Can you eat it? A link between categorization difficulty and food likability

Yuki Yamada, Takahiro Kawabe, Keiko Ihaya

Research output: Contribution to journalArticlepeer-review

19 Citations (Scopus)


In the present study we examined whether categorization difficulty regarding a food is related to its likability. For this purpose, we produced stimulus images by morphing photographs of a tomato and a strawberry. Subjects categorized these images as either a tomato or a strawberry and in separate sessions evaluated the food's eatability or the subject's willingness to eat (Experi- ments 1 and 2) and the likeliness of existence of each food (Experiment 2). The lowest score for ca- tegorization confidence coincided with the lowest scores for eatability, willingness to eat, and likeliness of existence. In Experiment 3, we found that food neophobia, a trait of ingestion avoidance of novel foods, modulated food likability but not categorization confidence. These findings suggest that a high categorization difficulty generally co-occurs with a decrease in food likability and that food neophobia modulates likability. This avoidance of difficult-to-categorize foods seems ecologi- cally valid because before eating we have little information regarding whether a food is potentially harmful.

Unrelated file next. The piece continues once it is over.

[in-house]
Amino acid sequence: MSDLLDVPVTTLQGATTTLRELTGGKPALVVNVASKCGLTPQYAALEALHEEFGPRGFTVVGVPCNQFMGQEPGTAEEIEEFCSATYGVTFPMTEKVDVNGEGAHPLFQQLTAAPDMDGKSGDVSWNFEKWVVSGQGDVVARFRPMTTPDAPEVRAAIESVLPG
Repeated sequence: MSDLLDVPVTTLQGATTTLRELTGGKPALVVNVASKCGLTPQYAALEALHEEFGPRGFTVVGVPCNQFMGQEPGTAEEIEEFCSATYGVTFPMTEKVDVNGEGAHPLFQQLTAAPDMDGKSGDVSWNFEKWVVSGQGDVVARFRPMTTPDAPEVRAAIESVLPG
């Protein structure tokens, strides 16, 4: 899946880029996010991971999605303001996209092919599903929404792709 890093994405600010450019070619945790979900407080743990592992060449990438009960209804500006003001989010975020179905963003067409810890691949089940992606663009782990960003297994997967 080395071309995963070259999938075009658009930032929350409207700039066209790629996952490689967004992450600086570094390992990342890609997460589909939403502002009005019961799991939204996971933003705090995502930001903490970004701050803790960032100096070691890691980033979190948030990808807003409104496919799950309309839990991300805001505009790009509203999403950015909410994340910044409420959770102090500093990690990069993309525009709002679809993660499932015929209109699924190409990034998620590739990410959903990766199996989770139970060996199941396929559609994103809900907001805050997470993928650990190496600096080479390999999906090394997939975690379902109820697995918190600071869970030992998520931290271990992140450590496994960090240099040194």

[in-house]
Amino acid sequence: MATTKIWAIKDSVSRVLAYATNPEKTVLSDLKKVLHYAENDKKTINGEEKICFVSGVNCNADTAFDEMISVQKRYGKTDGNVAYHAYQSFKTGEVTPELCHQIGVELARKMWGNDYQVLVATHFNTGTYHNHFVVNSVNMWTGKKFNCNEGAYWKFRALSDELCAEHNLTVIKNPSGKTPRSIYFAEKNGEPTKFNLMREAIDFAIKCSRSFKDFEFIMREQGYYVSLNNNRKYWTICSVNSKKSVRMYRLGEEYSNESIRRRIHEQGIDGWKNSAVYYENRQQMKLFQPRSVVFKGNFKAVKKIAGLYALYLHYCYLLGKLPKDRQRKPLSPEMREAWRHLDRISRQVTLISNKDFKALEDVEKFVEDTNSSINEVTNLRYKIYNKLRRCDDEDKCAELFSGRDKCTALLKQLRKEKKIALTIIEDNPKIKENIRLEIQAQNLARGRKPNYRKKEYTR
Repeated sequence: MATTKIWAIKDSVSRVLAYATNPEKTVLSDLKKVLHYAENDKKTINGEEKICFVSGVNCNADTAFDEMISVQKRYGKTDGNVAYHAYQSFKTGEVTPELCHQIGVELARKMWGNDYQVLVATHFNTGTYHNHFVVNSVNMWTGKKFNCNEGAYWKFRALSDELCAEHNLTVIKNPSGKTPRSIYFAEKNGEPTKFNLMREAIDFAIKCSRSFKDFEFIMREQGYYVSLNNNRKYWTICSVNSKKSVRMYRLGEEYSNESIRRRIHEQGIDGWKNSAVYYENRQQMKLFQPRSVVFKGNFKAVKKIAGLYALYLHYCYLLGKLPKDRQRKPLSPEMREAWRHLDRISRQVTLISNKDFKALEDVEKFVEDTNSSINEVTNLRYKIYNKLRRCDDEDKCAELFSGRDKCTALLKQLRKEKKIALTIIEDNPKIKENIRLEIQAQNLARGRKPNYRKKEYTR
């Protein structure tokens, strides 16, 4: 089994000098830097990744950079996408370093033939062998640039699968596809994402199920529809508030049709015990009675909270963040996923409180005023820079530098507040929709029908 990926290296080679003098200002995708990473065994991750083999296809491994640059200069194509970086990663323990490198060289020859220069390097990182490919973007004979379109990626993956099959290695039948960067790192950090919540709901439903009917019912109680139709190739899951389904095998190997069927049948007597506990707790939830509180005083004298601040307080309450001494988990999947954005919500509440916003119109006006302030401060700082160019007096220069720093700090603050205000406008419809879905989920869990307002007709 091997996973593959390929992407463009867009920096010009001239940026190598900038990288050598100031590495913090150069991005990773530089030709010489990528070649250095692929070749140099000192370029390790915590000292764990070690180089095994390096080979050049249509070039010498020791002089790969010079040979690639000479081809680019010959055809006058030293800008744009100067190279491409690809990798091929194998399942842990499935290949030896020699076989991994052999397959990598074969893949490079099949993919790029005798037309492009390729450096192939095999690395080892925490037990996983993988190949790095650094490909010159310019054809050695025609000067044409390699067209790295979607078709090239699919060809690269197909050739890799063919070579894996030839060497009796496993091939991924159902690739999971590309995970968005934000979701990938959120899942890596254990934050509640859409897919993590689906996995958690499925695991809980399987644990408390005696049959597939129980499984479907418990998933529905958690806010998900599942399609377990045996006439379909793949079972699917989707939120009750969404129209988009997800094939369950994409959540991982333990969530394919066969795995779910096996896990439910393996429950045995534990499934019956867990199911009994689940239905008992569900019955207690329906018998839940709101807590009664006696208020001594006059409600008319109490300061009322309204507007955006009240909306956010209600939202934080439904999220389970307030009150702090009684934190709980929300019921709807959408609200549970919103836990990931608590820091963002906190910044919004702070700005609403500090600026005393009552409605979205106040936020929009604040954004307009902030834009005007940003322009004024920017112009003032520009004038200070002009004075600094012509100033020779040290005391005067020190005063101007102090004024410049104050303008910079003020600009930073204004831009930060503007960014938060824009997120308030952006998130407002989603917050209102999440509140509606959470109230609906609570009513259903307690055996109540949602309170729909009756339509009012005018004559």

Original languageEnglish
Pages (from-to)248-254
Number of pages7
JournalAdvances in Cognitive Psychology
Issue number3
Publication statusPublished - Jan 1 2012

All Science Journal Classification (ASJC) codes

  • Experimental and Cognitive Psychology


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